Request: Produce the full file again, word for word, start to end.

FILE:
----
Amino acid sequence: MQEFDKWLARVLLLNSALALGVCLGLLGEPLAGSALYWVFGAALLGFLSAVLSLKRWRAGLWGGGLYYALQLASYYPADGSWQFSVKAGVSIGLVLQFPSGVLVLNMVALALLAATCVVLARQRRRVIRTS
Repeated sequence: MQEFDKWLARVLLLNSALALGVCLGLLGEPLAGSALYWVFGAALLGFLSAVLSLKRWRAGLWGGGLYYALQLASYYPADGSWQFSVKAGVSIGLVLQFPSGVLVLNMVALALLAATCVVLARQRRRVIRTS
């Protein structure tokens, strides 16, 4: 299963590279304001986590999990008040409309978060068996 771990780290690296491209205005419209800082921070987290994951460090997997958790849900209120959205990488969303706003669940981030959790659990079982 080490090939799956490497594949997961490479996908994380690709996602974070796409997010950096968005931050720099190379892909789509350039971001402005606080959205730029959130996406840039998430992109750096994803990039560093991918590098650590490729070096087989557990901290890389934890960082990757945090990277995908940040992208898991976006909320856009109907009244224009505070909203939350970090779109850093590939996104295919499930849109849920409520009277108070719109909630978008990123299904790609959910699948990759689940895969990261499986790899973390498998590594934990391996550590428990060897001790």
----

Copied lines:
Amino acid sequence: MQEFDKWLARVLLLNSALALGVCLGLLGEPLAGSALYWVFGAALLGFLSAVLSLKRWRAGLWGGGLYYALQLASYYPADGSWQFSVKAGVSIGLVLQFPSGVLVLNMVALALLAATCVVLARQRRRVIRTS
Repeated sequence: MQEFDKWLARVLLLNSALALGVCLGLLGEPLAGSALYWVFGAALLGFLSAVLSLKRWRAGLWGGGLYYALQLASYYPADGSWQFSVKAGVSIGLVLQFPSGVLVLNMVALALLAATCVVLARQRRRVIRTS
């Protein structure tokens, strides 16, 4: 299963590279304001986590999990008040409309978060068996 771990780290690296491209205005419209800082921070987290994951460090997997958790849900209120959205990488969303706003669940981030959790659990079982 080490090939799956490497594949997961490479996908994380690709996602974070796409997010950096968005931050720099190379892909789509350039971001402005606080959205730029959130996406840039998430992109750096994803990039560093991918590098650590490729070096087989557990901290890389934890960082990757945090990277995908940040992208898991976006909320856009109907009244224009505070909203939350970090779109850093590939996104295919499930849109849920409520009277108070719109909630978008990123299904790609959910699948990759689940895969990261499986790899973390498998590594934990391996550590428990060897001790």